Something has been happening to us, and as usual I suspect if we take the time to self-examine, and the good grace to be honest about what we’re finding as we go along, we’re going to find it’s something that’s been happening for a very long time. It’s tribalism taking the place of the desire to discover what’s really true — what’s really known.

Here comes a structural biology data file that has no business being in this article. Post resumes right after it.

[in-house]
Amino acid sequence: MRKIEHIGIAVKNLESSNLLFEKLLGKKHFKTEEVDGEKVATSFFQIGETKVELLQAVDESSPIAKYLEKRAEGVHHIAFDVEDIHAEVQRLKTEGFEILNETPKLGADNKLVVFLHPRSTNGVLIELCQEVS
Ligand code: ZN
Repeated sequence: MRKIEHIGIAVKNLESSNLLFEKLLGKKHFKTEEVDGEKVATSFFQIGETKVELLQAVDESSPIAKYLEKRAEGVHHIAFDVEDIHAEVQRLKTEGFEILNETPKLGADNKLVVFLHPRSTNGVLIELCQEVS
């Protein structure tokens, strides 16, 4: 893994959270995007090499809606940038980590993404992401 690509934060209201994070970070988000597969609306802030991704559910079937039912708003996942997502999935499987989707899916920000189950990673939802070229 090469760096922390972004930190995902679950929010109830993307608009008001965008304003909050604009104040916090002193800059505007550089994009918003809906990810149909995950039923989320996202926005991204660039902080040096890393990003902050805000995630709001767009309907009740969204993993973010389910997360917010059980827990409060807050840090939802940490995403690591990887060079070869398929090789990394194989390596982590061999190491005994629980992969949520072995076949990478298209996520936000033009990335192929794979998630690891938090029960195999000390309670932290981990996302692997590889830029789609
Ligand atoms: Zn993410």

I’m guessing we’ll find out we’ve been doing it to ourselves. Tribalism pulled rank over epistemology when we decided, as a society, we didn’t care to know if a black guy was more likely to rob you or burgle your apartment than a white guy. This was “discrimination,” and it was so evil that in our constant efforts to vanquish it, we didn’t care about what was really true. It’s good that we were so dedicated to seeing to it everyone had an equal opportunity. But I’m noticing it never seems to work out over the long haul when we decide we don’t care what’s true. There always seems to be an unraveling. In this case, a dedication to not caring about who was “more likely” to commit crimes, meant there had to be an accompanying dedication to not caring about statistics; can’t claim that glorious, cleansing apathy with regard to the former, while committing the sin of acquiring & using actual information about the latter. Okay, so we don’t care about crime statistics. That means we can’t care about crime. Also, if you’re smearing people by saying “he thinks black people commit more crimes,” you are obliged, for consistency’s sake, to smear people the same way by saying “he thinks gay people are more likely to molest children.” Again, without reading up on, or giving a fig about, the relevant statistics.